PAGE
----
One way or another, though, Siegfried must have roused himself, because he does show up at the Gibichung place, here a down-at-heel industrial block with an old-fashioned farmers’ vegetable stand next door to a Döner Box, a sort of franchised gyro joint that is a shorthand for “fast food” in Germany. It’s not clear if the Gibichungs actually operate these small businesses or perhaps just own them. With Gutrune as a Kathy Griffin lookalike in a hideous but pricey-looking evening dress and Gunther as that guy with the bleached platinum hair and a logo-encrusted track suit, and Hagen a punk wannabe, they don’t exactly project “working class entrepreneurs.”

This scene progresses more or less as written: the brotherhood ritual involves a big whonking kitchen knife that sends blood splattering all over the place and a fainting Gunther wrapping his arm in a towel. We do get to see, via projected video, Gutrune changing from one whorey dress to another and preparing the forgetfulness potion. Siegfried underplays the potion business, effectively I thought—in a quiet moment just turning to Gutrune with a cruisey change of body language, giving her the business he never bothered to use on Brunnhilde.

The Waltraute scene was terrific: not a lot of movement, just Claudia Mahnke in an Erte-esque evening gown and silver-beaded cowl headdress showing up at Brunnhilde’s trailer, where Catherine Foster is shlepping around in a dark silk bathrobe. This is played against a towering wall wrapped in white tarpaulin, suggesting Christo’s installation at the Reichstag. Mahnke sings the narrative simply, with a lot of attention to the text, in the unusually slow tempo set by Kirill Petrenko. What’s most interesting here is Brunnhilde’s reaction, played by Foster with a sort of passive-aggressive bitterness, as if to say, “What’s all this to me? I have nothing to do with Wotan or Walhall any more, so why are you telling me all this?”

Foster is very impressive, as frankly she has not been generally through the earlier parts of the cycle. With very little movement, and only dimly lit, she holds the eye despite the competition of 30-foot tall projections of the glowering, heavily made-up face of Wolfgang Koch as Wotan.

The return of Siegfried is very creepy as it is done with almost no movement, and this time the (unrelated) projection is particularly horrific, an infrared shot of a man in sunglasses fondling a baby doll and leaving glowing shadows across its eyes where his fingers gouged them. The only disguise for Siegfried is a copy of Gunther’s track suit: he’s now one of them.

Foster continues strong in the second act, which, aside from the Alberich scene, plays very much like you would expect Götterdämmerung to go: the vassals are called, Brunnhilde arrives (in a Broadway-loud red sequinned sheath), oaths are traded. It’s very physical, violent at times, but linear, logical. For the conspiracy scene, the revolve reveals a steep staircase between two towering walls, and you just know something horrible is going to happen there sooner or later. (In fact, we glimpsed this corner of the set earlier in Act One, with Seibert running up and down the stairs in a panic.)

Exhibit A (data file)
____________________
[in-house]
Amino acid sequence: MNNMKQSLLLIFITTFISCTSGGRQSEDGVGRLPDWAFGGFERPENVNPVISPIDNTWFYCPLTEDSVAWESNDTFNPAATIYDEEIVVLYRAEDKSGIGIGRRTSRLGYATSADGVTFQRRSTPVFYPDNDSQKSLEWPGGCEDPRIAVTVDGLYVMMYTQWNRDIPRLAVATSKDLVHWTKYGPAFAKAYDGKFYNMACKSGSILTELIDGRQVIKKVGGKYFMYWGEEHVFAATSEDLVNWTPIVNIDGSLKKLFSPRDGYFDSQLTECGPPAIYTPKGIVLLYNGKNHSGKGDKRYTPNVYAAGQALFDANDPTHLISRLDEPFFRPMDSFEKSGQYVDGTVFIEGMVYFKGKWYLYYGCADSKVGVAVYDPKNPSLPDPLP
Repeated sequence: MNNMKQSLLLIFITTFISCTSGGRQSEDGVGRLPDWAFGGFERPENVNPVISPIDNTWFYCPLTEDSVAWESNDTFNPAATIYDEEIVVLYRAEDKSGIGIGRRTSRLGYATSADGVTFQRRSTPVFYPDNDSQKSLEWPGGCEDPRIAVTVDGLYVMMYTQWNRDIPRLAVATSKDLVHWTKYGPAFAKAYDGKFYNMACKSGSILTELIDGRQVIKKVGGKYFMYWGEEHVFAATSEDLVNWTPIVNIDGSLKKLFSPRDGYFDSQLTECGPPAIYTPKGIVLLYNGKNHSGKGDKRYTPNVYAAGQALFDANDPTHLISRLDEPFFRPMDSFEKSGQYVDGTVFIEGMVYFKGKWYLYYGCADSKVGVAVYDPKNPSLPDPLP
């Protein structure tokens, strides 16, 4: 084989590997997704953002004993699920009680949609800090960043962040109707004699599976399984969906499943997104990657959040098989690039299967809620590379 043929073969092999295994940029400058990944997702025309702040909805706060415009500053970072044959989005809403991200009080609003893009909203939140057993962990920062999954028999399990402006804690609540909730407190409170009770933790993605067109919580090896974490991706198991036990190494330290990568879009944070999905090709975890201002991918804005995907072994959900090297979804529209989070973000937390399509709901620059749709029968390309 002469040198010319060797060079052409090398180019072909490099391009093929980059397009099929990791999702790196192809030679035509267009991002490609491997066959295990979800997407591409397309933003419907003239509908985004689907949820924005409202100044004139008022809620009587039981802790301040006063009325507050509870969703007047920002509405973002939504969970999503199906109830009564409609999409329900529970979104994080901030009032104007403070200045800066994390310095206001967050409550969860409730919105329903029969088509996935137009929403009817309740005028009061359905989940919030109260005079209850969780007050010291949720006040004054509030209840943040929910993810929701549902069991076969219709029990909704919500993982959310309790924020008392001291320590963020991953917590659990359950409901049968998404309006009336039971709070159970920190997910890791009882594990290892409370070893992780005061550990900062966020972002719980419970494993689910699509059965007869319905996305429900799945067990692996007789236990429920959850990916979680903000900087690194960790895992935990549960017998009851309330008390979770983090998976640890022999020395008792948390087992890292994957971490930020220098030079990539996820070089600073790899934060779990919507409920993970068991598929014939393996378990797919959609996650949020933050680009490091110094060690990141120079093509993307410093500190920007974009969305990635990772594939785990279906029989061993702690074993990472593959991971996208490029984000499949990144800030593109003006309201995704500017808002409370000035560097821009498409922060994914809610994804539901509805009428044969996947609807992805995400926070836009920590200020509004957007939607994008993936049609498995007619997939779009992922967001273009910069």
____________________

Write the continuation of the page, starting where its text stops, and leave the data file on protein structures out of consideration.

The actor reappears for what I think will be the “iconic” scene in this production, the image for which it will be instantly remembered. Just the moment Hagen utters, “Siegfrieds Tod!” Seibert appears at the top of the staircase pushing a baby carriage. He suddenly panics and sends the pram tumbling down the staircase a la Bronenosets Po’tyomkin, though the contents of the carriage are in this case a bushel of potatoes. Oh, it makes a massive amount of noise, but somehow I found the effect just perfect, so sudden and so unexpected and so unthinkable, like the notion of murdering Siegfried suddenly presented to Brunnhilde.

It should be noted that Foster pitches right in, grabbing potatoes and flinging them at Gunther and Hagen as they seem to drag their feet on the murder plot.

You may remember that the Rhinemaidens drove off in a stolen convertible at the end of Das Rheingold, and now, whether it’s generations later or the same week, they show up at the end of their road trip in the big city. The interaction with Siegfried is half-hearted: they know he’s playing them and he knows they’re playing him. The next revolve brings on a different aspect of the cityscape, with a fire burning in a garbage can. After his narrative, Siegfried is left to die among the garbage: there’s no funeral procession, and, oddly, the Trauermarsch is played against a film of Hagen, minus his mohawk, wandering through a forest.

The Immolation progresses around the revolve until the giant building facade is undraped to reveal the New York Stock Exchange. The finale is underplayed to the point of almost not being played at all. Brunnhilde quietly hands the Ring to one of the Rhinemaidens; they play with it for a few minutes, then toss it into the blazing garbage can. Hagen, apparently too cowardly to try to retrieve it, sits dejectedly watching the fire as, behind him, a projected film shows him calmly floating down a river on a rubber raft.

Though there were boos earlier in the cycle (not much louder than the boos that greeted every act of Lohengrin) I heard none at the end of Götterdämmerung. Castorf did not take a curtain call.

So what’s it all about? I’ll have another installment later this weekend when I try out a few theories.

Photo: Bayreuther Festspiele/Enrico Nawrath